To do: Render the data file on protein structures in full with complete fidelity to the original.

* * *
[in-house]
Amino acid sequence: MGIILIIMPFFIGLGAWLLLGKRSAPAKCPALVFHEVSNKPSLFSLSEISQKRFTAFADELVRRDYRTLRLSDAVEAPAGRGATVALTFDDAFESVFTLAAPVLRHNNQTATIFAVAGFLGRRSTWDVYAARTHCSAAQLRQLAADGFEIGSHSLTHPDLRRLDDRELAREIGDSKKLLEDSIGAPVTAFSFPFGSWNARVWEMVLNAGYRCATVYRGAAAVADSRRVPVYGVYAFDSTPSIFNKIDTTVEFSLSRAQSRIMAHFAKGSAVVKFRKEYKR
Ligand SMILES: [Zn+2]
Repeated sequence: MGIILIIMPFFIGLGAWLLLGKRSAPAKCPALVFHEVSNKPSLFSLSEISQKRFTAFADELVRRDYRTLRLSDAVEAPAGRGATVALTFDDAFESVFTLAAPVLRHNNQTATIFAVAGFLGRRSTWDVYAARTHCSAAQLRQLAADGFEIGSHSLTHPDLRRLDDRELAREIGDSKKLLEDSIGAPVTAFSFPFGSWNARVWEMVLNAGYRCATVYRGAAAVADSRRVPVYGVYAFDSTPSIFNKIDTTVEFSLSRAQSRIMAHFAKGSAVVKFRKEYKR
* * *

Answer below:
[in-house]
Amino acid sequence: MGIILIIMPFFIGLGAWLLLGKRSAPAKCPALVFHEVSNKPSLFSLSEISQKRFTAFADELVRRDYRTLRLSDAVEAPAGRGATVALTFDDAFESVFTLAAPVLRHNNQTATIFAVAGFLGRRSTWDVYAARTHCSAAQLRQLAADGFEIGSHSLTHPDLRRLDDRELAREIGDSKKLLEDSIGAPVTAFSFPFGSWNARVWEMVLNAGYRCATVYRGAAAVADSRRVPVYGVYAFDSTPSIFNKIDTTVEFSLSRAQSRIMAHFAKGSAVVKFRKEYKR
Ligand SMILES: [Zn+2]
Repeated sequence: MGIILIIMPFFIGLGAWLLLGKRSAPAKCPALVFHEVSNKPSLFSLSEISQKRFTAFADELVRRDYRTLRLSDAVEAPAGRGATVALTFDDAFESVFTLAAPVLRHNNQTATIFAVAGFLGRRSTWDVYAARTHCSAAQLRQLAADGFEIGSHSLTHPDLRRLDDRELAREIGDSKKLLEDSIGAPVTAFSFPFGSWNARVWEMVLNAGYRCATVYRGAAAVADSRRVPVYGVYAFDSTPSIFNKIDTTVEFSLSRAQSRIMAHFAKGSAVVKFRKEYKR